WNO

Wabanong Nakaygum Okimawin (WNO)

(English translation is “East Side of the Lake Governance”)

The stated objective of the WNO planning initiative is to bring together local communities, First Nations, industry and environmental organizations to develop a vision for land and resource use, in this area, that respects both the value of the boreal forests and the needs of local communities.

A landmark accord confirming a government-to-government relationship between the 16 Wabanong Nakaygum Okimawin First Nation Governments and Government of Manitoba was signed, on April 3,, 2007.The accord reinforces the foundation for the most compressive traditional land use planning in this country.

The east side planning process began in July 2000, when Manitoba undertook preliminary discussions for the East Side Planning Initiative (ESPI), after accepting the Consultation on Sustainable Development Report (CDSDI). The report was the result of a multi-stakeholder consultation initiative “to consider and make recommendations to government on how Manitoba can best implement Sustainable Development Principles and Guidelines into decision-making, including environmental management, licensing, land use planning, and regulatory processes”.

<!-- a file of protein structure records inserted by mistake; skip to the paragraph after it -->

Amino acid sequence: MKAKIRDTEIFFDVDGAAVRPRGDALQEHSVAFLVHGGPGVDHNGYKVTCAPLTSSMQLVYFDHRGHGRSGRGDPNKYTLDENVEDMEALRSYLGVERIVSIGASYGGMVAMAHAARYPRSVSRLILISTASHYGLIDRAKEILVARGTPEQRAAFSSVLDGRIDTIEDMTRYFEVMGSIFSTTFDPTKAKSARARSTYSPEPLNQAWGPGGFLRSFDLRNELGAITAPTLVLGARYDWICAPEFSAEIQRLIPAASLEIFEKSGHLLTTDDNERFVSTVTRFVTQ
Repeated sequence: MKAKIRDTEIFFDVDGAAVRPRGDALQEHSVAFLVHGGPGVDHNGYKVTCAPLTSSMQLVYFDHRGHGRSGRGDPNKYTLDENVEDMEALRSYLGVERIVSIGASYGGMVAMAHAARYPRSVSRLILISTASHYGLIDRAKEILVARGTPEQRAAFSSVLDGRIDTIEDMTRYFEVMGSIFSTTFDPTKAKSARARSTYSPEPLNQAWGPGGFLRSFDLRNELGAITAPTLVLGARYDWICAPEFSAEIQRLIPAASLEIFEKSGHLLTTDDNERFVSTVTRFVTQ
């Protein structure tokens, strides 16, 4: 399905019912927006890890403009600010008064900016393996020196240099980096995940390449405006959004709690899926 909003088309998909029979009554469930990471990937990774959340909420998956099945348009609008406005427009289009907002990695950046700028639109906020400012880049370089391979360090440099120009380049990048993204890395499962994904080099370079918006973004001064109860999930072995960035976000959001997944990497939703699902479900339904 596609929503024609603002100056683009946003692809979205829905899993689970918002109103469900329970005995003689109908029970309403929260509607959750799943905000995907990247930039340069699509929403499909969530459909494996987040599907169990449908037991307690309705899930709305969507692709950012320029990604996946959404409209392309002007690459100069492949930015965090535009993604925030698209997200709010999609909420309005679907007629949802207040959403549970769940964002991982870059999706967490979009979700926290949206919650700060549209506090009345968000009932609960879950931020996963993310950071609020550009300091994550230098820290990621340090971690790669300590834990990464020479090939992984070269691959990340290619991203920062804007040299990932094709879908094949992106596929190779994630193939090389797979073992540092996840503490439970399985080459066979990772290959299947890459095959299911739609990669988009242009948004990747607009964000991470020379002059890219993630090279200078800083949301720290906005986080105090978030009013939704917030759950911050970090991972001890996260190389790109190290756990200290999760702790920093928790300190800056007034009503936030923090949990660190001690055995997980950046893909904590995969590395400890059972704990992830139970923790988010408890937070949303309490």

The implementation of sustainable development through Broad Area Planning was recommended. The East Side of Lake Winnipeg was chosen as the pilot area for the planning process based on its vast expanse of undeveloped, contiguous, boreal forest and in recognition of the needs of remote First Nations communities for transportation and appropriate economic opportunities.

In 2002, the ESPI began meetings.

The East Side Round Table (ESRT) group was commissioned by Manitoba Conservation to develop a Broad Area Plan. This group was made up of 21 members from local communities, First Nations, Métis, industry, environmental and recreational organizations, and a First Nation Council, consisting of one Chief from each of the First Nations within the planning area. An East Side Advisory Committee, consisting of various stakeholder organizations, local governments, etc., was also assembled to provide input from their individual perspectives.

A status report was submitted to the Province, by this group. The status report, “Promises to Keep…” Towards a Broad Area Plan for the East Side of Lake Winnipeg, makes over 100 recommendations.

The ESRT was replaced by the East Side First Nations Council, consisting of 21 members: 16 East Side First Nation Chiefs or their designates, one representative from the Métis Nation government, or their designate, and four representatives nominated by the ESRT. The East Side First Nations Council later was renamed Wabanong Nakaygum Okimawin (WNO).

An historic memorandum of understanding (MOU) was ultimately signed with First Nations on the east side of Lake Winnipeg. The MOU recognizes a government to government relationship between east side First Nations and the Province.

The WNO has directed that, while a Broad Area Plan continues to be developed, future planning should focus on the development of traditional area land use plans.